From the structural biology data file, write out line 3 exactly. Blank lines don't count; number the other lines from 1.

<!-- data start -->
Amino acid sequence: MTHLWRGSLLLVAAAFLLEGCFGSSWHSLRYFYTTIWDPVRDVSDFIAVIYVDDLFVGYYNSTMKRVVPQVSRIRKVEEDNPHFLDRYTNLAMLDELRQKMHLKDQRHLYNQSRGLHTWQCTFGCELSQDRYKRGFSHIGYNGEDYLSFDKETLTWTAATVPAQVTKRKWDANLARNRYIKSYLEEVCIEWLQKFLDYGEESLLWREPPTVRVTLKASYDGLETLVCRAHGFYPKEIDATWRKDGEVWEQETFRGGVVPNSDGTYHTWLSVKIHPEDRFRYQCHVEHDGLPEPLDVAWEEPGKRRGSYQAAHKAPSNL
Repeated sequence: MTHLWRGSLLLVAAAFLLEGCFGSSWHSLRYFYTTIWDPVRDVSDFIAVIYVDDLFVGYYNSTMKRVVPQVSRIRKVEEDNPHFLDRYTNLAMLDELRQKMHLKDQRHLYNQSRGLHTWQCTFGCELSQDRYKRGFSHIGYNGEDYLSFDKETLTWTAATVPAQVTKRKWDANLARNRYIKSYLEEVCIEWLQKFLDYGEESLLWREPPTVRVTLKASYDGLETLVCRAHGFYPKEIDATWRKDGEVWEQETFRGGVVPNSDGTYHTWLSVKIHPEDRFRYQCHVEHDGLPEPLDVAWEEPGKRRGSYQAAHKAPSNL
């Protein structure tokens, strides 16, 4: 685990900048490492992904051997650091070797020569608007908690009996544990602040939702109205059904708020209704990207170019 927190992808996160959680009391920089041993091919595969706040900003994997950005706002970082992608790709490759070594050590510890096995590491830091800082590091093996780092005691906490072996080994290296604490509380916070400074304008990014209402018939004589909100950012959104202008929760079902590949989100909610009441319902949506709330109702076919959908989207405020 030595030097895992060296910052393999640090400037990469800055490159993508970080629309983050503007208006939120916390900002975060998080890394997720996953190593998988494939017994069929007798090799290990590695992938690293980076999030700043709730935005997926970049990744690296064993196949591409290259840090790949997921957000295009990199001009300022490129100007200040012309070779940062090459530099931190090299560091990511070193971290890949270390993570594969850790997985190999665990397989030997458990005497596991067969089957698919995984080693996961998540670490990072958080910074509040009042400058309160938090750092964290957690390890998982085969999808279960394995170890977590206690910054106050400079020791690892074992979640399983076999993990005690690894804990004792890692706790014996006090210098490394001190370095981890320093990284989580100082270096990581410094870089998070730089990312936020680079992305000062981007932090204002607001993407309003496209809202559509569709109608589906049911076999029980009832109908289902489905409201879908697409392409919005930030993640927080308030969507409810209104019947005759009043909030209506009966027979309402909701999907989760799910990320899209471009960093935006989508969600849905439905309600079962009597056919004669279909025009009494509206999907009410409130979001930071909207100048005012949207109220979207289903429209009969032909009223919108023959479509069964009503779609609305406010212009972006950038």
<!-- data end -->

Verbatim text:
């Protein structure tokens, strides 16, 4: 685990900048490492992904051997650091070797020569608007908690009996544990602040939702109205059904708020209704990207170019 927190992808996160959680009391920089041993091919595969706040900003994997950005706002970082992608790709490759070594050590510890096995590491830091800082590091093996780092005691906490072996080994290296604490509380916070400074304008990014209402018939004589909100950012959104202008929760079902590949989100909610009441319902949506709330109702076919959908989207405020 030595030097895992060296910052393999640090400037990469800055490159993508970080629309983050503007208006939120916390900002975060998080890394997720996953190593998988494939017994069929007798090799290990590695992938690293980076999030700043709730935005997926970049990744690296064993196949591409290259840090790949997921957000295009990199001009300022490129100007200040012309070779940062090459530099931190090299560091990511070193971290890949270390993570594969850790997985190999665990397989030997458990005497596991067969089957698919995984080693996961998540670490990072958080910074509040009042400058309160938090750092964290957690390890998982085969999808279960394995170890977590206690910054106050400079020791690892074992979640399983076999993990005690690894804990004792890692706790014996006090210098490394001190370095981890320093990284989580100082270096990581410094870089998070730089990312936020680079992305000062981007932090204002607001993407309003496209809202559509569709109608589906049911076999029980009832109908289902489905409201879908697409392409919005930030993640927080308030969507409810209104019947005759009043909030209506009966027979309402909701999907989760799910990320899209471009960093935006989508969600849905439905309600079962009597056919004669279909025009009494509206999907009410409130979001930071909207100048005012949207109220979207289903429209009969032909009223919108023959479509069964009503779609609305406010212009972006950038």